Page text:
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Spanish Inquisition - part2

 
slicker
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How long now till the Spanish get back to their Islamic roots?
 
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Islamic roots???
The Spanish Inquisition was a religious fundamentalist CATHOLIC government's means of terminating with extreme prejudice all who dared even think that another faith might work as well.
It was mainly aimed at other Christian groups...
"Nobody expects the Spanish Inquisition. Our main weapon is fear and surprise".
 
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NOBODY expects the Spanish Inquisition! Our chief weapon is surprise...surprise and fear...fear and surprise.... Our two weapons are fear and surprise...and ruthless efficiency.... Our *three* weapons are fear, surprise, and ruthless efficiency...and an almost fanatical devotion to the Pope.... Our *four*...no... *Amongst* our weapons.... Amongst our weaponry...are such elements as fear, surprise.... I'll come in again.

 
Jeroen Wenting
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thanks, didn't have the full text stored in my internal memorybanks
 
John Dunn
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Islamic roots???
Are you denying that Spain was once ruled by Muslims?
I was referring to this period...

previously quoted by Jeroen Wenting:
The Spanish Inquisition was a religious fundamentalist CATHOLIC government's means of terminating with extreme prejudice all who dared even think that another faith might work as well.
It was mainly aimed at other Christian groups...


With much delight, I'd like to point out that was the Spanish Inquisition Part 1! Now slide those eyeballs of yours up a bit in their sockets and examine the title of this thread. Ohhhhhhhhhhhhh, now I get it...
Ol' Johnny Dunn, is making his own Inquisition - let's be REALLY sexy with it and call it "Spanish Inquisition - Part 2"
in�qui�si�tion ( P ) Pronunciation Key (nkw-zshn, ng-)
n.
1. The act of inquiring into a matter; an investigation. See Synonyms at inquiry.
2. Law.
a. An inquest.
b. The verdict of a judicial inquiry.
3.
a. Inquisition A tribunal formerly held in the Roman Catholic Church and directed at the suppression of heresy.
b. An investigation that violates the privacy or rights of individuals.
c. A rigorous, harsh interrogation.

-------------
Hey come to think of it, did you ever wonder how the Spanish will act if al Queda decides that it wants those folks to stop being infidels and behaving?
What will the Spanish do now if their threatened with bigger and better bombs?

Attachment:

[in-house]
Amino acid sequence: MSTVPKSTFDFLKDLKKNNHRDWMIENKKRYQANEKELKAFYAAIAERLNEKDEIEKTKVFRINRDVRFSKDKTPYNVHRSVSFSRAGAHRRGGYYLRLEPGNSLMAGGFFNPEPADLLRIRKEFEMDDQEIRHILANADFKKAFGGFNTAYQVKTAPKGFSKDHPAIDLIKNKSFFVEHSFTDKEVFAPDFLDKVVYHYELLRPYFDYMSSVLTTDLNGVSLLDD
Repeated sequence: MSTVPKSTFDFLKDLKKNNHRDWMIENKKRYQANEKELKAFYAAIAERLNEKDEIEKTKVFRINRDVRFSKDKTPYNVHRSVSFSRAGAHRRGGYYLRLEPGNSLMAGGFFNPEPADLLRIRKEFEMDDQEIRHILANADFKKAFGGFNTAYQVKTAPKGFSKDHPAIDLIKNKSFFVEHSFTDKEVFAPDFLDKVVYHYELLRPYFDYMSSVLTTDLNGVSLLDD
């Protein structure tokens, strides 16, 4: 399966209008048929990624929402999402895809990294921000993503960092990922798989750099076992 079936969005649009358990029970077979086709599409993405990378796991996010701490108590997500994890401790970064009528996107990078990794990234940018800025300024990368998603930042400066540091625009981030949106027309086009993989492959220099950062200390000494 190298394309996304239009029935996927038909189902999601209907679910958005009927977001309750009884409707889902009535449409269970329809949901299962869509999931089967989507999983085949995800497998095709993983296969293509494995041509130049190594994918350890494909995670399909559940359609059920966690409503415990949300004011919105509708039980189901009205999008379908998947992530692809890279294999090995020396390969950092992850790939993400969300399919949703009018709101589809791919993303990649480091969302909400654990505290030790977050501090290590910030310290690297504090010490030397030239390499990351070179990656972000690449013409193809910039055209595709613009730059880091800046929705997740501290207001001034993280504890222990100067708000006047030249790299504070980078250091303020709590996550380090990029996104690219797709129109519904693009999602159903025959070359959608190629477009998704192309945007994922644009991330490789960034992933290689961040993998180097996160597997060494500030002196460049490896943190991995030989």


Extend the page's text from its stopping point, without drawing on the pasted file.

All satire aside, I think the current Spanish government is misleading the hurting the Spanish people. Governments need to stand up and look over the horizen.
My very sad and reluctant prediction is that Europe will get hit much harder then they just did in Spain and then they will all get up together as one to fight back. The anti-U.S. folks will blame the U.S. but after working with us to defeat the terrorists we will again be friends, albeit with a much more powerful EU.
Stay awake, we're watching important history unfold before our very eyes!!
Yippee!!
[ March 22, 2004: Message edited by: John Dunn ]
 
Jeroen Wenting
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My very sad and reluctant prediction is that Europe will get hit much harder then they just did in Spain and then they will all get up together as one to fight back. The anti-U.S. folks will blame the U.S. but after working with us to defeat the terrorists we will again be friends, albeit with a much more powerful EU.


On the first prediction I sadly have to agree, Europe will be hit and hit hard.
On the second, I severely doubt it. I expect many of the soft leftwing Euro politicians to seek settlements with the terrorists in similar fashion to what the Spanish socialists are doing, giving in to demands and effectively handing over the key to the city.
Anti-US sentiment will be fed to increase ever more (this has been happening for at least a decade in the EU after all), and the slumbering tradewars will start in earnest as the EU seeks to apeace the terrorists by actively opposing the Great Satan.
 
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Don't overly criticise the EU. (Just yet)
"A pan-African Parliament was launched this week by the Organization of African Unity, modelled on the European Parliament. There are aspirations that it will play a role in continental integration and in the harmonisation of laws of member states. The principal problem at the moment is funding; member states, most of which are strapped for cash, are being assessed to pay for the costs of maintaining the assembly."
Parliament
Pan African Parliament aspirations
 
Jeroen Wenting
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I live in the EU, I got to live with the incredible waste and inefficiency all the time (not to mention the subjugation of the entire union to Franco-German interests).